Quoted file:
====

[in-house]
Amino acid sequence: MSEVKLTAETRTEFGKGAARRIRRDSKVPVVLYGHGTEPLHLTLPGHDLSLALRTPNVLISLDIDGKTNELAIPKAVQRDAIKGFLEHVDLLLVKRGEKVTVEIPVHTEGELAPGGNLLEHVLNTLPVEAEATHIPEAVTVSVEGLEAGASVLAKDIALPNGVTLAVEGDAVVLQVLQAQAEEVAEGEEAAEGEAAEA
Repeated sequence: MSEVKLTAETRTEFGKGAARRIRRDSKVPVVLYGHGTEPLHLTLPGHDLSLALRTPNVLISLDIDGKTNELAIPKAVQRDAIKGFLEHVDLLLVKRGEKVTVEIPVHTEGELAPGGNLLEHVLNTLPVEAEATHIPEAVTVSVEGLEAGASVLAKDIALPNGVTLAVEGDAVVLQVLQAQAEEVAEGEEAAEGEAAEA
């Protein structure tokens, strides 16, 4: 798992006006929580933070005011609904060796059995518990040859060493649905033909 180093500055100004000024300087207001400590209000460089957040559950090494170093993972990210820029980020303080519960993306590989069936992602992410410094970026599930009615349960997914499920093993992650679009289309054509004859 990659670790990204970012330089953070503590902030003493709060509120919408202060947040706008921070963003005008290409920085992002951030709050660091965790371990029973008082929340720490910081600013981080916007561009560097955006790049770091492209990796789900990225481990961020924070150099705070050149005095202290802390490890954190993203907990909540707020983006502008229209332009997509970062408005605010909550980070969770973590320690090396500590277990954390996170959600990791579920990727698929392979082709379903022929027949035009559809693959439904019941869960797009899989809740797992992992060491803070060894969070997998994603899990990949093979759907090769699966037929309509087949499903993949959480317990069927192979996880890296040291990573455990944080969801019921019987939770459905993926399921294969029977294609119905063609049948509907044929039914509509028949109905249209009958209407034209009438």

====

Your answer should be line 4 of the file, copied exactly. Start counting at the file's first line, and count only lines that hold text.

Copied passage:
């Protein structure tokens, strides 16, 4: 798992006006929580933070005011609904060796059995518990040859060493649905033909 180093500055100004000024300087207001400590209000460089957040559950090494170093993972990210820029980020303080519960993306590989069936992602992410410094970026599930009615349960997914499920093993992650679009289309054509004859 990659670790990204970012330089953070503590902030003493709060509120919408202060947040706008921070963003005008290409920085992002951030709050660091965790371990029973008082929340720490910081600013981080916007561009560097955006790049770091492209990796789900990225481990961020924070150099705070050149005095202290802390490890954190993203907990909540707020983006502008229209332009997509970062408005605010909550980070969770973590320690090396500590277990954390996170959600990791579920990727698929392979082709379903022929027949035009559809693959439904019941869960797009899989809740797992992992060491803070060894969070997998994603899990990949093979759907090769699966037929309509087949499903993949959480317990069927192979996880890296040291990573455990944080969801019921019987939770459905993926399921294969029977294609119905063609049948509907044929039914509509028949109905249209009958209407034209009438």